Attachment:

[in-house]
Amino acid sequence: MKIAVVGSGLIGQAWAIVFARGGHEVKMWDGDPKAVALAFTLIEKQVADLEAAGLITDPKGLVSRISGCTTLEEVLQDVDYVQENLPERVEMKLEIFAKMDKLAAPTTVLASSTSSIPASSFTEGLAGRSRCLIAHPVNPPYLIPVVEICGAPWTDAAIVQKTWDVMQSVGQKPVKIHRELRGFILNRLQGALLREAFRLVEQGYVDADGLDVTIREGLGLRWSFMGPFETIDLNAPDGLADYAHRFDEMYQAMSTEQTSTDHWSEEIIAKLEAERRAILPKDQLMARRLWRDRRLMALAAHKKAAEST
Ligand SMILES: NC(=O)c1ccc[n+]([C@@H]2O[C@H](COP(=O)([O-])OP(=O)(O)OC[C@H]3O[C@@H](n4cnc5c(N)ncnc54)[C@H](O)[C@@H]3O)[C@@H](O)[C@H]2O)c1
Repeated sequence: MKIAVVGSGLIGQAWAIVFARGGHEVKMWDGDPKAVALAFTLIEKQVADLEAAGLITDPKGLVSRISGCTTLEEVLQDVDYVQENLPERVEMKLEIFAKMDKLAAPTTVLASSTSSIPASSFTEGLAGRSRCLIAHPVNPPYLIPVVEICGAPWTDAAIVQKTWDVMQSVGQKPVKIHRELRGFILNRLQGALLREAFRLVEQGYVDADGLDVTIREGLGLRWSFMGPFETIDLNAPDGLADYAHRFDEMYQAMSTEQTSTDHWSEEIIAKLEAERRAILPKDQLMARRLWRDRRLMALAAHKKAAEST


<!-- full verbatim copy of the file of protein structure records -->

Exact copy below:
[in-house]
Amino acid sequence: MKIAVVGSGLIGQAWAIVFARGGHEVKMWDGDPKAVALAFTLIEKQVADLEAAGLITDPKGLVSRISGCTTLEEVLQDVDYVQENLPERVEMKLEIFAKMDKLAAPTTVLASSTSSIPASSFTEGLAGRSRCLIAHPVNPPYLIPVVEICGAPWTDAAIVQKTWDVMQSVGQKPVKIHRELRGFILNRLQGALLREAFRLVEQGYVDADGLDVTIREGLGLRWSFMGPFETIDLNAPDGLADYAHRFDEMYQAMSTEQTSTDHWSEEIIAKLEAERRAILPKDQLMARRLWRDRRLMALAAHKKAAEST
Ligand SMILES: NC(=O)c1ccc[n+]([C@@H]2O[C@H](COP(=O)([O-])OP(=O)(O)OC[C@H]3O[C@@H](n4cnc5c(N)ncnc54)[C@H](O)[C@@H]3O)[C@@H](O)[C@H]2O)c1
Repeated sequence: MKIAVVGSGLIGQAWAIVFARGGHEVKMWDGDPKAVALAFTLIEKQVADLEAAGLITDPKGLVSRISGCTTLEEVLQDVDYVQENLPERVEMKLEIFAKMDKLAAPTTVLASSTSSIPASSFTEGLAGRSRCLIAHPVNPPYLIPVVEICGAPWTDAAIVQKTWDVMQSVGQKPVKIHRELRGFILNRLQGALLREAFRLVEQGYVDADGLDVTIREGLGLRWSFMGPFETIDLNAPDGLADYAHRFDEMYQAMSTEQTSTDHWSEEIIAKLEAERRAILPKDQLMARRLWRDRRLMALAAHKKAAEST